More than 40 years after Malaysia gained independence from Britain, prime minister Mahathir Mohamad has warned the country will fail to become an economic powerhouse if its people do not master the language of their former colonial masters.
"Speaking and writing English are key skills for success in the new economy," he said.
The falling standard of English has been making headlines since 40 per cent of high school students failed last year's national English exams. Most children learn in Malay and take English as a compulsory subject. But they do not need to pass an English exam to graduate. Universities teach primarily in Malay, while private colleges instruct mostly in English.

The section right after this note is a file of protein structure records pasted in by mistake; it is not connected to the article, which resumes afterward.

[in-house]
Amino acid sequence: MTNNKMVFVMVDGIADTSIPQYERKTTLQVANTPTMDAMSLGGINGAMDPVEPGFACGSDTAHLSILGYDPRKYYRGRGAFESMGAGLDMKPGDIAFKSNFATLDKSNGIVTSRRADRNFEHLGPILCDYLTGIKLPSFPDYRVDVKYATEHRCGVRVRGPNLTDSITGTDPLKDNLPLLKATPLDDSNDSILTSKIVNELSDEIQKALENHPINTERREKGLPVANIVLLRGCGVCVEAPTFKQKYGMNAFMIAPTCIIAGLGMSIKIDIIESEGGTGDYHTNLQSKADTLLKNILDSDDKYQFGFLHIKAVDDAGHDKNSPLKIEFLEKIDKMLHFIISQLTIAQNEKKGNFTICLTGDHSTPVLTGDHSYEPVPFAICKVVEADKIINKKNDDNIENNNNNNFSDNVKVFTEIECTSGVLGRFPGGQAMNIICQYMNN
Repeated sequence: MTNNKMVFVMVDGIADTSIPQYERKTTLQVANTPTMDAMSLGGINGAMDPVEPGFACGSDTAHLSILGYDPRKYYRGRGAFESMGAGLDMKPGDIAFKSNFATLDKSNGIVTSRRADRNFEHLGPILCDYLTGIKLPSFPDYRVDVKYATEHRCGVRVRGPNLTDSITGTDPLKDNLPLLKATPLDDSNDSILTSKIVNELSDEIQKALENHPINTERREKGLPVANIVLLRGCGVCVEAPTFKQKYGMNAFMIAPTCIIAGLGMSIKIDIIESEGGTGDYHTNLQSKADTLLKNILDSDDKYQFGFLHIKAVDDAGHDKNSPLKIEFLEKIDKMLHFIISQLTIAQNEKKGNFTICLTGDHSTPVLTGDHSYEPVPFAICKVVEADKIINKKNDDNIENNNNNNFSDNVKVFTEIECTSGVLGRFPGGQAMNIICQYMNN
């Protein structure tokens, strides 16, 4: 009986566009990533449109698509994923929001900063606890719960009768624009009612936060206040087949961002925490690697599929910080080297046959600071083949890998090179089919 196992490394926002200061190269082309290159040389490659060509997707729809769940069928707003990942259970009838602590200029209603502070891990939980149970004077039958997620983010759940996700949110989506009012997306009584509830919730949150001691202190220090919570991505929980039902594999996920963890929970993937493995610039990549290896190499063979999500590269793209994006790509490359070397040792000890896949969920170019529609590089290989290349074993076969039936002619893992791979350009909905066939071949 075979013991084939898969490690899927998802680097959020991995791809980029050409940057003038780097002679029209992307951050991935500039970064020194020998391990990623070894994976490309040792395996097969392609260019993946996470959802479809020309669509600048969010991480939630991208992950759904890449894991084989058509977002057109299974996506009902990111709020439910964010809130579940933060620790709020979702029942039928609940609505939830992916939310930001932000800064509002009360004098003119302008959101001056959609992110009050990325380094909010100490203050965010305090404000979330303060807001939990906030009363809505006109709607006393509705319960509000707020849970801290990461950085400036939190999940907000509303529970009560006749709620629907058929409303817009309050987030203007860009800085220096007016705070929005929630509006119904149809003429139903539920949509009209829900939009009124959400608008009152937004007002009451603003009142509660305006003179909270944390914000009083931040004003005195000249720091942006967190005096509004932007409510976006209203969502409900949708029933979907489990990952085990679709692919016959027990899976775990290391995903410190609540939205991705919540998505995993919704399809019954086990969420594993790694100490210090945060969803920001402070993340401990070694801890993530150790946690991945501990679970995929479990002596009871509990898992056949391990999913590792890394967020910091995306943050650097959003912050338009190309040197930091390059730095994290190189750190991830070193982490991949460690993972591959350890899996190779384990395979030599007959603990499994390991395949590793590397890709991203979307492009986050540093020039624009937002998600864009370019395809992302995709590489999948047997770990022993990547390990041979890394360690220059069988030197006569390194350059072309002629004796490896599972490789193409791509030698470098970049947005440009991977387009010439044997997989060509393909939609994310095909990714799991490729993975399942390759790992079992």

Despite calling globalisation a modern form of colonisation, Dr Mahathir says that English is essential for economic success. "We have to deal increasingly with other countries. We can't go there and speak our own language because nobody is going to learn it to understand us."
Singapore and Hong Kong have launched their own English-language programmes, although Singapore's encourages citizens to purify their "Singlish", a mishmash of English, Malay and Chinese. Hong Kong's Workplace English Campaign launched last year aimed "to maintain Hong Kong's competitive edge as an international centre of business, finance and tourism".